The developers said this new entrance proposal would address some of the traffic problems. They also want to target the development to high-end restaurants and said that in order to attract those clients, they needed to extend opening hours to midnight.
The board decided not to make a decision immediately and would have board members research the issue.
Lake Woodmoor work proposed
Bob Irwin, a land developer with Colorado Lakeshore, gave a short update on proposals for land development work around Lake Woodmoor. He said that because Woodmoor Water and Sanitation was in the process of draining the lake, his company wanted to take the opportunity to remedy a number of problems. With the lake drained, construction of these modifications would be easier. The company planned, in cooperation with Woodmoor Water and Sanitation, to install a pipe to deal with problems of occasional flooding north of the lake. They also planned to relocate a sewer line that runs through one of the proposed developments.
More significantly, they had come to an agreement with Woodmoor Water, which owns the lake, on re-establishing the lot boundaries on the east side of the lake. Currently, at the high water mark of the lake, even after a recent lowering of the spillway, lot boundaries are under water. To fix this problem, it was agreed to add more rip-rap on the east side of the lake as an extension to that installed at the last draining of the lake around houses at the end of Lower Lake Road. To support the rip-rap, the lake bed would be raised about 5 to 6 feet along the lot boundaries so that approximately 3 feet would be showing at the high water mark.
In response to questions from the audience and the board, Irwin noted that there were no current plans for the construction of buildings at any of the sites. He said his company is only involved with the preliminary development of the land to enable construction at a later time.
Monument Academy update
Dana Murphree and Laura Gipson, representing Monument Academy, gave a short update on negotiations with the WIA and plans for the Highway 105 entrance. They said that they had agreed on building colors and landscaping on the north side of the building, which is close to residents of South Park Drive. Gipson noted that they would have a good idea of the schedule for the installation of the landscaping in about 60 days.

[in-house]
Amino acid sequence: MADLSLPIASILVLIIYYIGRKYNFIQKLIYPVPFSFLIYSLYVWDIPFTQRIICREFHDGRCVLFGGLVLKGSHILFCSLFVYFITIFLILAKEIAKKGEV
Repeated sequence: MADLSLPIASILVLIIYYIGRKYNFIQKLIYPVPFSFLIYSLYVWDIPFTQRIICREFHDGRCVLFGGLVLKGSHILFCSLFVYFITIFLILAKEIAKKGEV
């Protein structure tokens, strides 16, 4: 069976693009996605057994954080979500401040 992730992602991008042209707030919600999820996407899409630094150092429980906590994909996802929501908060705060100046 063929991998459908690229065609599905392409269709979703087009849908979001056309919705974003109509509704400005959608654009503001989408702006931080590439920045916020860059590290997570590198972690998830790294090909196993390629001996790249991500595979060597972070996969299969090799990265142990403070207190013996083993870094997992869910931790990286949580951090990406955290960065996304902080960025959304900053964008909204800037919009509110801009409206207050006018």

By Bill Kappel
An active weather pattern continued to affect the region during most of March, with rapid swings between cold and mild temperatures, plenty of gusty winds, and our share of snow. For the month, temperatures were below average and precipitation was near normal.
March started off just about how you would expect it, with record highs on the 1st and blizzard conditions on the 2nd. Strong winds out of the southwest raced over the region on the 1st, bringing in mild air that warmed even more as it descended down the slopes of the Front Range. This allowed temperatures to jump into the 60s across the area. But these winds were ahead of a powerful Pacific storm that was moving through the intermountain West. The cold front associated with this storm moved over the region around 4:30 a.m. on the 2nd, and snow quickly followed. Snow became heavy at times during the morning as temperatures dropped into the teens. The snow combined with strong winds, gusting to 50 mph at times, to produce blizzard conditions during the day as the pressure gradient strengthened between the high pressure moving in behind the cold front and the area of low pressure strengthening over southwestern Colorado. This storm moved out of the region just as quickly as it moved in, with sunshine returning on the 3rd.
Temperatures warmed the next afternoon into the 40s under a stronger March sunshine and breezy southwest winds. However, this didn’t last long as the next storm moved into the region by evening. Another 4-6 inches of snow accumulated across the area by the morning of the 5th, and temperatures remained cold. High temperatures on the 5th and the 6th topped out in the 20s, with morning lows dropping below zero on the 4th and the 6th. Mostly clear skies returned for the next few days until the evening of the 8th, when the next system brought more light snow through the early morning of the 9th. However, as usual this snow melted quickly as the sun angle continued to get stronger in the transition from winter into spring.
The week of the 10th started off with quiet weather, with mostly sunny skies and mild temperatures. Highs were in the upper 40s to upper 50s through the afternoon of the 12th. Subtle changes began to take place on the 13th as the jet stream began to take aim at Colorado. This put us in for a roller coaster ride of sorts as several fast-moving weather systems affected the Tri-Lakes region. From the morning of the 13th through the morning of the 17th, each day saw at least a trace of snow, and during the entire period most of us picked up 5-7 inches. However, much of the snow melted under the stronger March sunshine so overall accumulations were never that great, but it was a cold and white period. The jet stream then took a detour to the north from the 18th through the 21st, which allowed us to warm up. Temperatures jumped from the mid-40s to the low 60s from the 18th through the 20th, allowing spring to start off on a quiet and mild note. More unsettled and cold weather moved in during the morning of the 22nd, with light snow falling through the morning of the 23rd. Most areas received 2-4 inches of snow with this latest storm.